A Beginner’s Guide to Micro-Investing (and Our Favorite Apps)
In the 21st century, we like things small.
Our headphones, computers and dogs are all shrinking. Teacup pigs are surging in popularity. It’s no surprise that we like our investments small, too.
That’s because the word “investment” seems way too big for most of us. It’s too much to learn, too much responsibility, too much risk — just too much.
Micro-investing, on the other hand, is just plain adorable. Snappable, ’grammable adorableness.
Like a pig small enough to fit in a teacup, micro-investing is about investments small enough to fit anyone’s budget.
Interested? Here’s our beginner’s guide.
Table of Contents
How Micro-Investing Works
Micro-investing apps allow you to automatically invest small amounts of money in stocks, even if you know absolutely nothing about the stock market. They funnel your extra cash into portfolios of stocks that they craft for you.
Your investment money is typically used to buy “exchange traded funds,” or ETFs. These funds helpfully spread your risk around by buying up shares in dozens or even hundreds of different companies.
Don’t worry, you don’t have to suddenly start following the stock market. You don’t have to watch CNBC or read The Wall Street Journal. You can continue binge-watching “House Hunters” or “Cupcake Wars” if you like.
Why Millennials Like Micro-Investing
Here’s another plus: You don’t need much money to start micro-investing. Heck, you can launch this baby with five bucks if you want.
The idea is to get you to start investing.
You’ve probably heard that Americans aren’t saving enough for retirement. Well, it’s true! The average U.S. family has nowhere near enough money set aside for retirement. It’s going to be such a train wreck when we all get old.
If you’re not already investing, the first step is the hardest. No, micro-investing won’t make you rich. Instead, this is about getting you to take that crucial first step toward investing for your future.
Our Favorite Micro-Investing Apps
Naturally, there are a whole bunch of apps competing for your micro-investing dollars. They’re all clamoring for your spare change, and they’re promising to grow your investments like diligent little money gardeners.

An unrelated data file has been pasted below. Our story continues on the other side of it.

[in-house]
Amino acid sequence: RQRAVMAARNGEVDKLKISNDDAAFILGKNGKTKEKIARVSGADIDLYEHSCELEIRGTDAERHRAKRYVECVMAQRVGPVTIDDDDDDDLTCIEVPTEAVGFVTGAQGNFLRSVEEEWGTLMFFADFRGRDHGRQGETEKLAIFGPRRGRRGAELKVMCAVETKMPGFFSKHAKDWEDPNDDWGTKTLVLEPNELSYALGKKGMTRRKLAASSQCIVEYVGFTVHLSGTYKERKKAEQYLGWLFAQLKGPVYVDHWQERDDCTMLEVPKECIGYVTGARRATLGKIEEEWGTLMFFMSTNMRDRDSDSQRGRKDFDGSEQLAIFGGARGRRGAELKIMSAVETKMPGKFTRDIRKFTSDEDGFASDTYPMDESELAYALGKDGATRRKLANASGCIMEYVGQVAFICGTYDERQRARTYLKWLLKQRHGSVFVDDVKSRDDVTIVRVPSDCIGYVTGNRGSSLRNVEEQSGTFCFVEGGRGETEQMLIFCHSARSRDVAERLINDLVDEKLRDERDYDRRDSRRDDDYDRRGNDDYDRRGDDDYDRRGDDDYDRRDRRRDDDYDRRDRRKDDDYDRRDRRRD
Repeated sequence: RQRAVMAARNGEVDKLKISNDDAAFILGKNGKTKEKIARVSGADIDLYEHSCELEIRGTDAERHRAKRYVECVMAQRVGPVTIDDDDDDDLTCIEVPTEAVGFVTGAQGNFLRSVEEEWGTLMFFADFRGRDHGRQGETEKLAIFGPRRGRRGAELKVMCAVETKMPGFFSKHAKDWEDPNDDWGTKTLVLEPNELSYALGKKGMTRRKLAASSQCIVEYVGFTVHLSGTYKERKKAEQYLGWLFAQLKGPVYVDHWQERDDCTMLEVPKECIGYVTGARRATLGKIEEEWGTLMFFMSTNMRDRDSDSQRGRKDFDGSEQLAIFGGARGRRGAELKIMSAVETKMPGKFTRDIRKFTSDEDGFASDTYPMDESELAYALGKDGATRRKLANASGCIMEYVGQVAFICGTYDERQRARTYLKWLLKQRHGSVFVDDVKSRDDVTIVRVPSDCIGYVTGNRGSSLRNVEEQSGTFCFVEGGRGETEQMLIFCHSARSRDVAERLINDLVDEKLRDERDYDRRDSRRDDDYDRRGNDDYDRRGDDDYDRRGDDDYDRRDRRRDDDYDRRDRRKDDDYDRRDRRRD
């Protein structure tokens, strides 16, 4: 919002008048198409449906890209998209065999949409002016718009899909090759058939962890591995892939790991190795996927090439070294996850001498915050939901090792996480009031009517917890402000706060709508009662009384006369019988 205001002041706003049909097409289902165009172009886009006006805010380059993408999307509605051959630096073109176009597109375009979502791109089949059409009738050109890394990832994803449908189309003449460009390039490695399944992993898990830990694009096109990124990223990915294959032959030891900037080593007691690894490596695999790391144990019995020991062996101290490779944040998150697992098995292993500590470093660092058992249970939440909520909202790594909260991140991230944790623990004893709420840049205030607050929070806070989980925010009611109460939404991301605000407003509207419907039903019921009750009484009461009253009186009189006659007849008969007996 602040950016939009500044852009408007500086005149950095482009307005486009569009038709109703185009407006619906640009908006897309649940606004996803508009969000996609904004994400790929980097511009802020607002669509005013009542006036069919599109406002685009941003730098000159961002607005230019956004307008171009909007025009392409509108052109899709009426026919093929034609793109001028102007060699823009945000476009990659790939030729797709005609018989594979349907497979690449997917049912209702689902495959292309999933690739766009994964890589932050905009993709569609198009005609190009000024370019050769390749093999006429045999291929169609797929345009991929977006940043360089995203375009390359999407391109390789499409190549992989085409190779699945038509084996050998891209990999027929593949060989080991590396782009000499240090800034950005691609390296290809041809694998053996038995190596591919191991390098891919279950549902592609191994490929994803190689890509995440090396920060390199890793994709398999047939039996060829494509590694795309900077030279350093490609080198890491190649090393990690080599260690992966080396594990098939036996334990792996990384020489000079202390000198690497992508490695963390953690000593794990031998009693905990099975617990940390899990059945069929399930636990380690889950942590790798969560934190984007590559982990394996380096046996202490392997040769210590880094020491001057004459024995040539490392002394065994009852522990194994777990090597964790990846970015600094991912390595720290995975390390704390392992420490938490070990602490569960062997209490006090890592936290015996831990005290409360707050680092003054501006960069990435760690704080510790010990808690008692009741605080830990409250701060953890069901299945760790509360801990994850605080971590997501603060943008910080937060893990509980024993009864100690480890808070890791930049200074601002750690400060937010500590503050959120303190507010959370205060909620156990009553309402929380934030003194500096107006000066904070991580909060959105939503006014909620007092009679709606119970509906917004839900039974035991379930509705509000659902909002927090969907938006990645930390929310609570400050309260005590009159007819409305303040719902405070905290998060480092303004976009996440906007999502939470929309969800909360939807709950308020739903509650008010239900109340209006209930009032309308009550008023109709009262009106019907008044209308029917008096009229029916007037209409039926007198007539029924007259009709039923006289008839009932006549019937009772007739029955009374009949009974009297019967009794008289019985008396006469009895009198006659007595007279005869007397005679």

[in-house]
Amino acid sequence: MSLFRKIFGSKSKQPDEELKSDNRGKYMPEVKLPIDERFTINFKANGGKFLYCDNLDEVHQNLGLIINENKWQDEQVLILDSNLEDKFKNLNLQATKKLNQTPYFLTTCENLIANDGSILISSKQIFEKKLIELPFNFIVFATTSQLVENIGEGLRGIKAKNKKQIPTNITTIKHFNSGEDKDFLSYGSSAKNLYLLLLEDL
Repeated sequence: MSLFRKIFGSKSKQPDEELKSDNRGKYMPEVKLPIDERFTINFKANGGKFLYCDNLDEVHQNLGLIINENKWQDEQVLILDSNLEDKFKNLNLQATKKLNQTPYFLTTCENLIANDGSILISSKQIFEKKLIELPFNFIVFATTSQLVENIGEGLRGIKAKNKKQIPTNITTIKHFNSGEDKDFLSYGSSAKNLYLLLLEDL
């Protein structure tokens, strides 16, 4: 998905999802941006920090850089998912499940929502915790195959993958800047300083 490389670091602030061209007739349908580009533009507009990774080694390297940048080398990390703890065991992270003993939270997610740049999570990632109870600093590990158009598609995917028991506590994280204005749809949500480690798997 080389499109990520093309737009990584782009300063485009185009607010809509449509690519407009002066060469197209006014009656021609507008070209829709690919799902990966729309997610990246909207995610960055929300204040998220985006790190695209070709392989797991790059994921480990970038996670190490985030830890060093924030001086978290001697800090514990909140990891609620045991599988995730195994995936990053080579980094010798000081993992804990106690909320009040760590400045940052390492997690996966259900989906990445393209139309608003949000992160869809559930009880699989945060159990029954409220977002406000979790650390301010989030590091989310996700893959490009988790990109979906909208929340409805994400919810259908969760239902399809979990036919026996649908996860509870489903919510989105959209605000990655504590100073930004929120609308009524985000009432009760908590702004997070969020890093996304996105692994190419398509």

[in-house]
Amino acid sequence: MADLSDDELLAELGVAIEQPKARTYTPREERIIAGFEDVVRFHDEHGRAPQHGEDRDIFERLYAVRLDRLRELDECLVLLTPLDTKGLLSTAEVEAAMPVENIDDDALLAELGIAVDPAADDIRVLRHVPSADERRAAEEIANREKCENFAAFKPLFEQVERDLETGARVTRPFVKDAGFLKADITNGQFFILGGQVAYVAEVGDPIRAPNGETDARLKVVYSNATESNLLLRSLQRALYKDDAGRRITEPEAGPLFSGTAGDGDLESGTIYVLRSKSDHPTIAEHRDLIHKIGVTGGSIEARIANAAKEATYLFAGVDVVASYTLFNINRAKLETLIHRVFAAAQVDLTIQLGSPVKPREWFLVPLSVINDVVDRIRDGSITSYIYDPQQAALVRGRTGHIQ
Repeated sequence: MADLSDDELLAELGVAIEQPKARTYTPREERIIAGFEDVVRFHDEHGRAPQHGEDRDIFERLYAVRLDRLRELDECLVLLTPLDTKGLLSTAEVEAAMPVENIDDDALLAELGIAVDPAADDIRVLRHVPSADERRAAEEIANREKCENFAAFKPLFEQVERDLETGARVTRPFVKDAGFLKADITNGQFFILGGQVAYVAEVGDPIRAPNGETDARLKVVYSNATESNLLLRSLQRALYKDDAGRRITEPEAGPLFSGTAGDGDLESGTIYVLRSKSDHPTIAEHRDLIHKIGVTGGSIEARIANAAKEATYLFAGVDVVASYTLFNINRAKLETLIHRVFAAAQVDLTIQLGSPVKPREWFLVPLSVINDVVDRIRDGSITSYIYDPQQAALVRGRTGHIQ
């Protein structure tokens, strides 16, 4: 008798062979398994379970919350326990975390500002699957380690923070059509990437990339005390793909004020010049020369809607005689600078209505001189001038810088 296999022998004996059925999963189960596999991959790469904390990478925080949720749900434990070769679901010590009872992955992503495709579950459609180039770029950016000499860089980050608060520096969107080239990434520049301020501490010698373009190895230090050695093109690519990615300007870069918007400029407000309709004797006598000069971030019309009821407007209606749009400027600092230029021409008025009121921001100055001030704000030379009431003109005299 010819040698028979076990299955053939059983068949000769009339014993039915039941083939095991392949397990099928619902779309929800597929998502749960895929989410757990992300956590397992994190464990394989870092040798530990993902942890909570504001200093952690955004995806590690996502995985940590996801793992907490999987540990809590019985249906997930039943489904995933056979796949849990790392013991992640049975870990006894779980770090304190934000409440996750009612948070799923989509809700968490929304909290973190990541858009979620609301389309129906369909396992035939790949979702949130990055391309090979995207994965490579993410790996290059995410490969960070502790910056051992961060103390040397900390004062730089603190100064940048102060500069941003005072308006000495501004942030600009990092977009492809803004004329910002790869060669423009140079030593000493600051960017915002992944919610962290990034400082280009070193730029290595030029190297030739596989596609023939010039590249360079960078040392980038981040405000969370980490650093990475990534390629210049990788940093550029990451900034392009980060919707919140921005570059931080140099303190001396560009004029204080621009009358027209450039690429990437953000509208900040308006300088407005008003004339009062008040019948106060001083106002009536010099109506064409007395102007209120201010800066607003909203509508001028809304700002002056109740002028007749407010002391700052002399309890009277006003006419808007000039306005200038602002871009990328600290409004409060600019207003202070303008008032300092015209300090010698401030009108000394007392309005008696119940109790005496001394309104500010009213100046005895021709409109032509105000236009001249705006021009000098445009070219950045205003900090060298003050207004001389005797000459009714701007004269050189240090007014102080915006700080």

Virtually all of these options will have you set up a profile that lets the app know what kinds of things in which to invest your money. It’s a classic “set and it and forget it” approach.
Here are some of our favorite micro-investing apps of 2019. They’re all available on Apple and Android phones.
Acorns makes it easy to invest without missing the money you set aside. It rounds up your debit or credit card purchases to the nearest dollar and invests your digital change.
You can have it automatically round up all your purchases, or manually round up only the transactions you choose. Because the money comes out in increments of less than $1, you’re less likely to feel an impact in your bank account.
Penny Hoarder Dana Sitar shared her Acorns review — she saved $116 in three months, about $35 a month, by connecting one debit card to the app and forgetting about it. At that rate, you’d put away $420 a year. And if you use your credit cards more frequently, your round-ups could amount to much more.
You don’t have to choose exactly where to invest your money. Instead, you’ll answer a few questions to create a financial profile and state your goals. Acorns uses this to build your investment portfolio, which ranges from conservative to aggressive
You start out with a free $5 bonus if you sign up here.
Cost: $1 per month for an account with a balance below $5,000
Stash lets you start investing with as little as $5. You can set it up to withdraw a certain amount of cash from your bank account every week or every month, so you can grow your investments over time.
Like Acorns, Stash will ask you a few questions to determine your risk profile: conservative, moderate or aggressive. Then it invests your dollars in a set of simple portfolios reflecting your beliefs, interests and goals.
You can choose from more than 150 ETFs and stocks. Instead of overwhelming you with industry jargon, Stash curates and categorizes these funds and gives them understandable names.
Want more information? Read our complete Stash review.